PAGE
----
Sailing to the North Pole

Boat sailing Northwest PassageCourtesy Sébastien Roubinet

In conjunction with French composites manufacturer Resoltech, adventurer Sébastien Roubinet developed a boat that can sail on ice. An earlier prototype is shown here in trials traversing the Northwest Passage in 2013.

The number of records for exploring our water-covered planet is limited only by one’s wild imagination…first to sail solo nonstop around the world, first to do the deed the “wrong way,” first to row across an ocean, and now, first to sail to the North Pole. It has been 109 years since Robert Peary, accompanied by Matthew Henson and four Inuit women, claimed to have reached the celebrated point (the wobbling of Earth’s axis makes a precise fix uncertain), or was it Frederick Cook a year earlier?

No matter; neither employed a sail.

Sébastien RoubinetJean-Yves Poirier

In his quest to sail to the North Pole, Roubinet has built a succession of boats designed and engineered specifically for this challenge.

This year, Frenchman Sébastien Roubinet and two crew plan to sail a hybrid iceboat/sailboat 1,620 nm from Alaska to Spitsbergen, stopping to visit Santa Claus along the way. French composites company Resoltech has provided materials for the several iterations of the boat, called Babouche (after the Moroccan heelless slipper). During trials, the first, measuring 249 x 1610 (7.5m x 5.1m), was deemed too heavy, so a 16 (4.9m) version was tested on James Bay, and then, in 2011, an 18 (5.5m) version sailed for 45 days in Alaska. Employing basalt fibers, Innegra (a lightweight high-performance olefin fiber;, and Resoltech’s “flexible epoxy system” R1600/1606 helped reduce the weight of the third one—a 20 (6.1m) prototype—to just 330 lbs (150 kg). That served as a platform for Roubinet to gain experience over two months on the Arctic Ocean, prompting a redesign: Babouche 2 is 2211 (7.0m) long and 710 (2.4m) wide. Sail area is 484 sq ft (45m2); off the wind it expands to 914 sq ft (85m2). Weight is 440 lbs (193 kg).

For sailing on ice, the boat rides on two slides made of carbon/Innegra/basalt, and Resoltech 1020, engineered for flexibility and elongation. The skins of the pneumatic hulls were laminated with Innegra and basalt fibers, using 1600/1606 epoxy. The hulls must be able to withstand significant impacts as they bounce over cracks and sharp ice features, as well as changes in inflation pressure.

Babouche sailing on snowSébastien Roubinet

One of three prototypes Roubinet developed as he optimized his ideas for an iceboat/catamaran hybrid is shown here sailing on snow.

Resoltech engineer Valery Loriot says Roubinet “used a unique epoxy system, which is actually two epoxy systems blended together. One is rigid, and the other one is flexible. The hulls of the boat are made of two buoys [tubes], each one made with a skin of carbon/semi-flexible epoxy. So we tested the mechanical traction value of nine blends of the two systems.”

According to the company’s published lab results, the blend of its 1050 and 1600 systems can set elongation between 4.5% and 80%. The samples were post-cured at 240°F (116°C) for 16 hours, though cure at room temperature is possible. Also, by altering the ratio of one epoxy to the other, hardness, modulus, and strength can be similarly adjusted over a considerable range.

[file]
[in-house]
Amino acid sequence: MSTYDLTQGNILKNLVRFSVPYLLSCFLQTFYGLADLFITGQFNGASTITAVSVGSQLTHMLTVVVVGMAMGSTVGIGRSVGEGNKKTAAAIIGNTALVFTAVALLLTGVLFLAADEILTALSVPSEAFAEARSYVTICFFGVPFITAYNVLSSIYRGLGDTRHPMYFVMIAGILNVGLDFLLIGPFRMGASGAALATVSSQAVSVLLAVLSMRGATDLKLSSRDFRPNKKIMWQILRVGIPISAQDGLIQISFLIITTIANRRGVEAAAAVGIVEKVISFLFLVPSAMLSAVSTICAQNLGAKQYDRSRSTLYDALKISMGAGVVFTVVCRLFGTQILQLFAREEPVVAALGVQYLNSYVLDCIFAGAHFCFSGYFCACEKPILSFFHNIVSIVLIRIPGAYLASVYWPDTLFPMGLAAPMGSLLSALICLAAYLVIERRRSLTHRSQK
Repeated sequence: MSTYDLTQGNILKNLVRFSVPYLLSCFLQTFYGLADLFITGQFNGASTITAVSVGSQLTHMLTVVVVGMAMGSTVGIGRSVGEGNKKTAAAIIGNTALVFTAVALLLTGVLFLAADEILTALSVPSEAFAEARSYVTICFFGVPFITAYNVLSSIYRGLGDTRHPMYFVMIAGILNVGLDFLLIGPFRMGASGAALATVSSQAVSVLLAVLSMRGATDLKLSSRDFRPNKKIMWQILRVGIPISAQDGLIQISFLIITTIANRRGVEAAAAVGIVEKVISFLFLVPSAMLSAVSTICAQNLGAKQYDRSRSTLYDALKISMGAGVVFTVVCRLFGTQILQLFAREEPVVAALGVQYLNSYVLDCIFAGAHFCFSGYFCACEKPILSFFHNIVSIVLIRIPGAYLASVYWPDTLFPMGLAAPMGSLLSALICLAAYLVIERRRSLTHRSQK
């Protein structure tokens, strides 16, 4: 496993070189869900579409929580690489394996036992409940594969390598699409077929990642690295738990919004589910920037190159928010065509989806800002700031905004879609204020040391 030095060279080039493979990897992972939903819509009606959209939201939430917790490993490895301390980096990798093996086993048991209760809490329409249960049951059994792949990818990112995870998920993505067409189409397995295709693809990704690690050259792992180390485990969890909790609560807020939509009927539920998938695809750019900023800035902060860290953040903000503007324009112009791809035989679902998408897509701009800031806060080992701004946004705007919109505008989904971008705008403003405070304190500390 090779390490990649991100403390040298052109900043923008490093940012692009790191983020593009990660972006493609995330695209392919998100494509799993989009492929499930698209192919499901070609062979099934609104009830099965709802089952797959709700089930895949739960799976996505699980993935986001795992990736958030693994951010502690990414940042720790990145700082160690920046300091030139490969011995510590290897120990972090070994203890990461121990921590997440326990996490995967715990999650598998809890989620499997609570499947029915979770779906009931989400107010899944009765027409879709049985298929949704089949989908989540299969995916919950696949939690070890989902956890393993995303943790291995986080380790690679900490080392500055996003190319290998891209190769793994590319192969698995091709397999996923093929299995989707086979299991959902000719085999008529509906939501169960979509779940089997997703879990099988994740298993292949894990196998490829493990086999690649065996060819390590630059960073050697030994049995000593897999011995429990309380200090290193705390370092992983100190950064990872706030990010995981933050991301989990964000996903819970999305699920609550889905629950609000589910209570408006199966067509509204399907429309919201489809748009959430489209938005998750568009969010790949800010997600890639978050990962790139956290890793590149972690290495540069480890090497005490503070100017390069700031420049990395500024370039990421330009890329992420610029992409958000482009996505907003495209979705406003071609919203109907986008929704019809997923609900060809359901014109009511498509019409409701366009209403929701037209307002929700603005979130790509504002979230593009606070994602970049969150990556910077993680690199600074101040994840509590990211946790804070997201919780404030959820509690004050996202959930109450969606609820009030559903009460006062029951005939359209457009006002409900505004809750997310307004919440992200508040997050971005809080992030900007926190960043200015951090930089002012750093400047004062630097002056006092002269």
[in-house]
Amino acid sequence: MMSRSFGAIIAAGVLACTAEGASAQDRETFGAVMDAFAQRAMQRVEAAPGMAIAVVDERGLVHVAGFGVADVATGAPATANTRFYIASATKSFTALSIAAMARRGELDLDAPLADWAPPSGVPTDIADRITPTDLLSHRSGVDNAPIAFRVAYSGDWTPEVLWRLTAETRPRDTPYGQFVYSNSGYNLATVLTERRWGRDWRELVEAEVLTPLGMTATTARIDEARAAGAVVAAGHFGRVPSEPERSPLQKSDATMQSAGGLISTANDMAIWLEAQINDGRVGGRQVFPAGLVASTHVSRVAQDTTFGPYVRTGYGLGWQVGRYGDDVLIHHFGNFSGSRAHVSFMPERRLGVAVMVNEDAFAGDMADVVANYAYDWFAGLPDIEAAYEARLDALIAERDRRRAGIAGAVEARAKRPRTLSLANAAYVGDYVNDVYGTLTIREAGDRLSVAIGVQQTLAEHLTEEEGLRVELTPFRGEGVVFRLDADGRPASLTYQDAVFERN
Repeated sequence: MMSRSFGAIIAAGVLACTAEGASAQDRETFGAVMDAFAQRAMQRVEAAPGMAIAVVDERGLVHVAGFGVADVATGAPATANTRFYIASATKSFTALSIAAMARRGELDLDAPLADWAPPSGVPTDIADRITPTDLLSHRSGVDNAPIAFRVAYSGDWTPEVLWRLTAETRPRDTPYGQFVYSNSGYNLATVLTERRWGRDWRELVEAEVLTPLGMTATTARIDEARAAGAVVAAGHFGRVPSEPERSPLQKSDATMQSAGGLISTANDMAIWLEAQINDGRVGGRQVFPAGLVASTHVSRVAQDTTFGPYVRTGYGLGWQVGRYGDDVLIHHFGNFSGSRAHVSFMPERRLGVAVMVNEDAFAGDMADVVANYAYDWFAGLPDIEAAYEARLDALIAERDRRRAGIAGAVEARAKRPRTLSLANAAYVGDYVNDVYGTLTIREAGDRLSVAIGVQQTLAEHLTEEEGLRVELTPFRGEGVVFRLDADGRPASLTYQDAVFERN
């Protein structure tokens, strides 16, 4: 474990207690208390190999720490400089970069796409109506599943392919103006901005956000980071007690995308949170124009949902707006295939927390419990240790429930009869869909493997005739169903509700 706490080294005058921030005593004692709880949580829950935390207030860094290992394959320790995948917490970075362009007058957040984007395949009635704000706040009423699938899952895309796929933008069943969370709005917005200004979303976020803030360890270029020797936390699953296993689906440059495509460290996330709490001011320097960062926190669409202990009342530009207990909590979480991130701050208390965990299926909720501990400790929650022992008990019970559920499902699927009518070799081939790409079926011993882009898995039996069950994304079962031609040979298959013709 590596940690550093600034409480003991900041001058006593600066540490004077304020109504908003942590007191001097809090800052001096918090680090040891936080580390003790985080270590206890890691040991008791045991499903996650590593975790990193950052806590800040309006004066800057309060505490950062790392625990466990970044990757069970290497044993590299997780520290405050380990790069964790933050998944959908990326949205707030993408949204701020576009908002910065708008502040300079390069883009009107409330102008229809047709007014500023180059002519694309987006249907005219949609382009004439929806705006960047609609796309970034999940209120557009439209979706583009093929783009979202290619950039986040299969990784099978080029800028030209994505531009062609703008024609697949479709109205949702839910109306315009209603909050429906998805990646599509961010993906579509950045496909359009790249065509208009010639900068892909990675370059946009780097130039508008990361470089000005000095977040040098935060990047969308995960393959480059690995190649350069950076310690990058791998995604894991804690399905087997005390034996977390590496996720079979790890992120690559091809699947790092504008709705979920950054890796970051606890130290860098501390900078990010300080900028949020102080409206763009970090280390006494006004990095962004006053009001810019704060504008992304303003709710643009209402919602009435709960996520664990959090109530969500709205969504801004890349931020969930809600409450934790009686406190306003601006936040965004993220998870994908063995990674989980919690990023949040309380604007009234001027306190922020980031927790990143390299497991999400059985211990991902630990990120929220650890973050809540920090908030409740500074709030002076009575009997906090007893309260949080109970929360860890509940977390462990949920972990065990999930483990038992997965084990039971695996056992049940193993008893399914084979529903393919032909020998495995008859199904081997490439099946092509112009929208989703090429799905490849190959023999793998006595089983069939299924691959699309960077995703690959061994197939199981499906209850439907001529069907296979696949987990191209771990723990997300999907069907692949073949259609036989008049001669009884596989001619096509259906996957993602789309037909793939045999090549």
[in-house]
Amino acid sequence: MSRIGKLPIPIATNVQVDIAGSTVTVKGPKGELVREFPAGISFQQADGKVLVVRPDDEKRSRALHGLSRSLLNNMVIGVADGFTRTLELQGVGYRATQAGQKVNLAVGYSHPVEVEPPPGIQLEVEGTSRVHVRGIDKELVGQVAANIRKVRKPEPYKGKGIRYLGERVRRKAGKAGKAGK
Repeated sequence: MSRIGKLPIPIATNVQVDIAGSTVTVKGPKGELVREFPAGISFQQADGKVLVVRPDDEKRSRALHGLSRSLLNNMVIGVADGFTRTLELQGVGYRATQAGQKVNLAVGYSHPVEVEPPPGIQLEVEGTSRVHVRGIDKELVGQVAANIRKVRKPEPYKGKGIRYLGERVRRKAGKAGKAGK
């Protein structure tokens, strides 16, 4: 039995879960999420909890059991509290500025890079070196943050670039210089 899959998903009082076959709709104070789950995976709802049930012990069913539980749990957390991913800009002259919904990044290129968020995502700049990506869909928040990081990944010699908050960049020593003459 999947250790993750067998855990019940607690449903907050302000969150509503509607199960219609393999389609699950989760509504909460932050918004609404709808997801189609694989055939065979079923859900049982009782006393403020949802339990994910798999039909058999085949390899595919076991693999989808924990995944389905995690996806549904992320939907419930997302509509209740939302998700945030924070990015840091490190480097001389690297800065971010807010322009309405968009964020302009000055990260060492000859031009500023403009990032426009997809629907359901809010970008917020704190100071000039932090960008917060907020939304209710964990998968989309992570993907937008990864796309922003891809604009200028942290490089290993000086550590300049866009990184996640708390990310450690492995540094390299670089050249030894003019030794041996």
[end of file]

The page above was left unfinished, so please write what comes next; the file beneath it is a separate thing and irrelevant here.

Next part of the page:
Our contributing editor in France, Jean-Yves Poirier, who documented the build, elaborated: “Sébastien made the floats by hand, shaping a large piece of foam, and then laying up carbon reinforcements all over with a soft epoxy matrix to resist inflation pressure. He then had to destroy the polystyrene plug from the inside to get an empty float and close the transom to make it airtight as an inflatable tube. Everything—mast, cabin, rudders, and skis—is carbon, made with wet laminations by Sébastien but with the help of some prepreg fabrics, in the mast, for example.”

Babouche on waterCourtesy Sébastien Roubinet

The current version, with composite hulls made from Innegra, basalt fibers, and a combination of two Resoltech resins, sails on water and ice.

According to Resoltech’s newsletter, “Mechanical properties have been achieved at room temperature in order to simplify laminating. Elasticity was easy to control, in combination with [the] 1050 system. Other structural parts, such as the platform, cabin, and mast, have been laminated with carbon prepregs and put together with 3350 adhesive, a mixture highly resistant to shear and peel strength. Its greasy texture and thixotropy [the property of becoming fluid when disturbed, i.e., by shaking] made application easy, without sagging or sinking troubles.”

Roubinet wrote to us: “The North Pole expedition will leave Prudhoe Bay June 15 for two or three months, to include Alaska, Pole of Inaccessibility, Magnetic Pole, and Geographic Pole. Arrival is planned in Spitsbergen. During the expedition we are going to make numerous ice thickness measurements and take samples for pollutants and microplastics. My crew includes two others: Eric André, who accompanied me for the Northwest Passage, is a highlander, living in Sweden for the last 15 years, and is currently finishing a family round-the-world trip on bicycles; and Vincent Colliard.” The latter has a long list of successful Arctic adventures over the last 10 years.

Resoltech manufactures a wide variety of advanced resin systems, including laminating, casting, prepregs, clear coats, injection molding, and infusion, as well as reinforcements and other composite materials.

Resoltech, 249 Avenue Gaston Imbert Zi de Rousset, Rousset 13790, France; tel. +33 (0) 4 42 95 01 95, website